Can clients reinstate Social Security for a few months then withdraw? Retirement Scan
Our daily roundup of retirement news your clients may be thinking about.
Ask Larry: Can I reinstate for a few months then withdraw?
Retirees can suspend and resume their Social Security retirement benefits any time after their full retirement age, even if they started collecting the benefit before reaching their FRA, according to this article on Forbes. They earn Delayed Retirement Credit for each month they suspend the benefit and don't need to repay the benefits they have received since it is not the same as withdrawing the benefit.
What you need to know about 401(k) taxes in 2017
Contributions to a 401(k) plan can be tax-deferred, enabling workers to reduce their taxable income and minimize their tax bill, according to this article on Motley Fool. 401(k) participants also qualify for the Retirement Savings Contributions Credit if their annual income does not exceed a certain threshold, which is $31,000 for 2017. Clients who withdraw their 401(k) funds owe taxes only on the pre-tax and investment gains portions of the distribution, provided they reach 59 1/2 by the time they make the withdrawals. Those who withdraw the funds before turning 59 1/2 face a 10% penalty in addition to taxes.
Steps 401(k) advisers can take to avoid legal claims
401(k) advisers should inform their participants promptly about the fees that the plan charges them to reduce the odds of getting sued in the future, writes a wealth manager on The Wall Street Journal. They should also review their services to ensure that the participants receive the best value for the fees they pay, the expert says. "It’s also important to maintain a strong presence among plan participants and support their retirement outcomes through a solid and regular education program."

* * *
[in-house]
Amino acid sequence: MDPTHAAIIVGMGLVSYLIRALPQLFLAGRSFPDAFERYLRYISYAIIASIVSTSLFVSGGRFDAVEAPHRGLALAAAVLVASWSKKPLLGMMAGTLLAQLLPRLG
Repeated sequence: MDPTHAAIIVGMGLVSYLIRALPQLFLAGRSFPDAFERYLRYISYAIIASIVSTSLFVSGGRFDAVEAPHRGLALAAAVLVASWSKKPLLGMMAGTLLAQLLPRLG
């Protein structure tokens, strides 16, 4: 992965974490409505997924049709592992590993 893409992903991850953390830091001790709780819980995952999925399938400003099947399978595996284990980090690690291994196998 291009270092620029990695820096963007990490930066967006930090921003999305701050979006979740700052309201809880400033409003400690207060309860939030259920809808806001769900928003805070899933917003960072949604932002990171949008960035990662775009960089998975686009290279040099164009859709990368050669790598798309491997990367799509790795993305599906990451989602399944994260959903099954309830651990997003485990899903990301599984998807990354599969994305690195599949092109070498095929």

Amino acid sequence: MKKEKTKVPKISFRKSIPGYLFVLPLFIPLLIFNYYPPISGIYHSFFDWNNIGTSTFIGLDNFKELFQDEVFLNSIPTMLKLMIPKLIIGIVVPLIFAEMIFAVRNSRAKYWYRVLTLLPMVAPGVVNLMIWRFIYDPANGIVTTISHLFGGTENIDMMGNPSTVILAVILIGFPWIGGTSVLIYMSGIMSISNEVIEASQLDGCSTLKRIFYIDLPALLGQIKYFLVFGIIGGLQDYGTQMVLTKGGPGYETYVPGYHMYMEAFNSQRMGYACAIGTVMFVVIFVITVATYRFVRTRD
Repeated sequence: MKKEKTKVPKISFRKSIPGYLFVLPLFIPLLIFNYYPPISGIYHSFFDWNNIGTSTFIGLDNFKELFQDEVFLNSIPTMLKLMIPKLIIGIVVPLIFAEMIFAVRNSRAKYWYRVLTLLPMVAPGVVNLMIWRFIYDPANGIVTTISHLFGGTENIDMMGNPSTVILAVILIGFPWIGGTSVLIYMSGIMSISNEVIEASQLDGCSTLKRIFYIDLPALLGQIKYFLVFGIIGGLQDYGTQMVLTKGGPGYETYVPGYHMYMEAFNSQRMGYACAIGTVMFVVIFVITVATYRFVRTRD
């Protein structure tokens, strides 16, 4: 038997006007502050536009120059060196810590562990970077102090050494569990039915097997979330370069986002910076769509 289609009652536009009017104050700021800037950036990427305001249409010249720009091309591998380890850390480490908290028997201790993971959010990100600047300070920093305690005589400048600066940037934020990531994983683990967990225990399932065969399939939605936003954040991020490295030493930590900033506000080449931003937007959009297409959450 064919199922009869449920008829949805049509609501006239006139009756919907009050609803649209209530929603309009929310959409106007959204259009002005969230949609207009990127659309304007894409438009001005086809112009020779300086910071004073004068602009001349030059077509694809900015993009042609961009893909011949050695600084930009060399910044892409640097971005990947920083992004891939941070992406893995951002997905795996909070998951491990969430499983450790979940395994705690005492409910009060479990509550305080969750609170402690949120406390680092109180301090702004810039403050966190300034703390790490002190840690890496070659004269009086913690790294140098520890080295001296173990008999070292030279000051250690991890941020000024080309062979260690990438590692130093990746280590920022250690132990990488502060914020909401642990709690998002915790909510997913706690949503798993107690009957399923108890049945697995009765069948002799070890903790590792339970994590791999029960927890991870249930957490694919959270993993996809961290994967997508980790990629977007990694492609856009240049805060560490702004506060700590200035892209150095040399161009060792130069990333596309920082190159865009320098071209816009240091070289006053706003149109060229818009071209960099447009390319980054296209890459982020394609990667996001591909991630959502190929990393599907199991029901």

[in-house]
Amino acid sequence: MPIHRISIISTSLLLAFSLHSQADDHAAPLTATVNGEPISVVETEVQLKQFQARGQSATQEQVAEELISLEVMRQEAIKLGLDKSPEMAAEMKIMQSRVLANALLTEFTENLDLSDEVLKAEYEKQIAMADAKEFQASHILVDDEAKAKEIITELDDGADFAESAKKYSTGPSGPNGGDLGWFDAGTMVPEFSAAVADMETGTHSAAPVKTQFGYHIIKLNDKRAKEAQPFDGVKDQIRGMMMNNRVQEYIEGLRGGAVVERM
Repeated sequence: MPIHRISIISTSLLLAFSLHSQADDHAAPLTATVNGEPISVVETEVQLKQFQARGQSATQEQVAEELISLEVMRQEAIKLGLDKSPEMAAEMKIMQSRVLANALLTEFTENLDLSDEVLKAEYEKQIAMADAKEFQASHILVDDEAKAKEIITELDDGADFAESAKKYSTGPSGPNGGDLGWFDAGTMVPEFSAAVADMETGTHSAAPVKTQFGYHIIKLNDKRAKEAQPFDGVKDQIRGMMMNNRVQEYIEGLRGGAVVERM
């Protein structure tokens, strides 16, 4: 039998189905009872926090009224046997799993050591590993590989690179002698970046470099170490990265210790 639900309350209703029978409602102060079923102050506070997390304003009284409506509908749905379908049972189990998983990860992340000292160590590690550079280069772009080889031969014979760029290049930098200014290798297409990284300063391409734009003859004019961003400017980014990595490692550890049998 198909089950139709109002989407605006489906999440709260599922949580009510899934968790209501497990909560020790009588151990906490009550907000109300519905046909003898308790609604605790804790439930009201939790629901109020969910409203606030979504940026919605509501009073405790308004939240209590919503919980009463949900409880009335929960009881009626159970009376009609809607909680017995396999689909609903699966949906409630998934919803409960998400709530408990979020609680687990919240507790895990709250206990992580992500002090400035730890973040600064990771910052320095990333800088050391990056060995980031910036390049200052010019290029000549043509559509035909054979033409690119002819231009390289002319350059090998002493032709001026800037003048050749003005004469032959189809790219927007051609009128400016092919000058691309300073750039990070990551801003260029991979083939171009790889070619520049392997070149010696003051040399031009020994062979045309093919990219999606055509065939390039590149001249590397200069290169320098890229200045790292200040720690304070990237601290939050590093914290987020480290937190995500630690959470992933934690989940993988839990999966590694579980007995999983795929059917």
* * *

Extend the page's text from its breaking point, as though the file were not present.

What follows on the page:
Do this with your retirement portfolio if you're worried about a correction
A market correction is likely in the future, and retirement investors are advised to stick to their investment strategy, according to this article on CNBC. This could mean rebalancing their retirement portfolio if their investments have gone off track of the portfolio's ideal asset allocation. "Rather than focus on what direction the market will take, which no one really knows, focus on what you can control," says a certified financial planner.
Retirement planning: Boomers navigate impact of financial crisis
A majority of baby boomers polled by Bankers Life Center for a Secure Retirement said that the economy has yet to fully recover from the 2007 financial meltdown, according to this article on Fox Business. Baby boomers suffered from permanent financial impairment as they lost trust in institutions, the survey also found. “[Before the Great Recession] Boomers had a clear vision of what a personally satisfying retirement looked like. But today, many are realizing they will not be as financially independent in retirement as they once expected,” says Bankers Life President Scott Goldberg.